Kimberly Strassel of the Wall Street Journal reports on how Democrats are continuing to earmark federal dollars, in conflict with their promises. The piece points up the importance of the efforts by Jim DeMint, Tom Coburn, and other Senate Republicans to convince the Bush administration to cease cooperating with the Appropriations Committees on this effort:
That put the new House appropriations chief, Wisconsin's David Obey--a spender for our time--in the distasteful position of having to live up to his party's election promises to fix the earmark boondoggle. He begrudgingly promised a "moratorium." And last week, when Mr. Obey celebrated the passage of his $464 billion 2007 spending bill, he bragged that Democrats had fulfilled their promise and "stripped all earmarks from the measure."
"This decision doesn't come without pain," intoned Mr. Obey. "Many worthwhile earmarks are not funded in this measure, but we had to take this step to clear the decks, clean up the process and start over."
The key language here is "not funded in this measure," and it explains why Mr. Obey is still smiling through his pain. Congressional members, led by appropriators and an army of staff, have already figured out a new way to keep their favors in the money, and it might as well be called 1-800-EARMARKS (which unfortunately is already taken). All across Washington, members are at this moment phoning budget officers at federal agencies--Interior, Defense, HUD, you name it--privately demanding that earmarks in previous legislation be fully renewed again this year. There might not be a single official earmark in the 2007 spending bill, but thousands are in the works all the same.
And getting far less scrutiny than before--if that's even possible. Under this new regime, members don't even have to go to the trouble of slipping an earmark into a committee report, where it might later (once the voting is over) come in for criticism. All the profligates need now to keep the money flowing is a quiet office and a cellphone. ..
The administration has taken some steps to follow up on its earmark demands. In January, Office of Management and Budget Director Rob Portman sent a memo to every department and agency announcing new earmark requirements. From now on, the government will be required to identify and catalog earmarks in most spending bills, including earmarks hidden in committee reports. The memo also provided agencies with a tight definition of just what counts as an earmark, to make it harder for Congress to disguise its pork under another name.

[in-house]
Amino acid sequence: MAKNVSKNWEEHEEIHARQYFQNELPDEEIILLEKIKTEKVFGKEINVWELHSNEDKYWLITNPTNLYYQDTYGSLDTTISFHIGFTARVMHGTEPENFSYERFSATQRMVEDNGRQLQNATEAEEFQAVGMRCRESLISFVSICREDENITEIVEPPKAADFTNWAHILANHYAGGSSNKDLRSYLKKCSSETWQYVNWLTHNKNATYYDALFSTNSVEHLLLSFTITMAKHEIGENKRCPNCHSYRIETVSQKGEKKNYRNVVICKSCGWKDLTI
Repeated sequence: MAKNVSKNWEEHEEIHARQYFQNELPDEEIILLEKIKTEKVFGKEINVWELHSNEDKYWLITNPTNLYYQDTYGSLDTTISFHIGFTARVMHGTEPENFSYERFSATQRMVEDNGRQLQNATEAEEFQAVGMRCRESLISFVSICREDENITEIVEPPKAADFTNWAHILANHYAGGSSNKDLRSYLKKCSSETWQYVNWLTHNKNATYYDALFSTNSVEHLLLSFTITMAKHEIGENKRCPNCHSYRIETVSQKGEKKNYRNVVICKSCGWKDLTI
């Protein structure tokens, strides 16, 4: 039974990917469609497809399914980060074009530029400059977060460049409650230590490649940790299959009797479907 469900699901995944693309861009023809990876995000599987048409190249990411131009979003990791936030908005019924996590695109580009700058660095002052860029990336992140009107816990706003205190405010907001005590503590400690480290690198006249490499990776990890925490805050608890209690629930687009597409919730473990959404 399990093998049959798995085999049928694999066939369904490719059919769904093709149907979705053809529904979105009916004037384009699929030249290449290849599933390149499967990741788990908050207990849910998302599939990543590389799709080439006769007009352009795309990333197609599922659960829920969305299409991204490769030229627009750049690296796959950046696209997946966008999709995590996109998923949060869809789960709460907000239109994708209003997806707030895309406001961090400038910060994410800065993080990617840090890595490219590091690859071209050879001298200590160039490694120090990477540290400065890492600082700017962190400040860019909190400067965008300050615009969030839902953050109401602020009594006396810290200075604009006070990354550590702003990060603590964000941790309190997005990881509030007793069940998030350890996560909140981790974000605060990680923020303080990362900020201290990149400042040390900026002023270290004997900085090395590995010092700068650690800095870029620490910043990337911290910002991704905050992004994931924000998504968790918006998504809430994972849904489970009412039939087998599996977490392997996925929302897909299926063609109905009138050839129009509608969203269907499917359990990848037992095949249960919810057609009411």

That's useful for upcoming spending debates, but it doesn't shut down the current dial-a-thon. In last week's Energy Department memo, Mr. Kupfer noted that Mr. Obey's 2007 spending bill does not include earmarks, and that the agency is also not legally bound to honor prior projects. He directs the staff to carefully review any requests to renew earmarks and then decrees that "only those with meritorious proposals or programs that effectively support and advance the Department's missions and objectives . . . should receive FY 2007 funding." This is probably easier said than done, but it's a start. No word yet if other agencies are following suit.
As I noted yesterday, if the administration refuses to cooperate on earmarking, it will set off a war with the Appropriations Committees.
Longtime readers will recall that I first talked about this style of earmarking many months ago.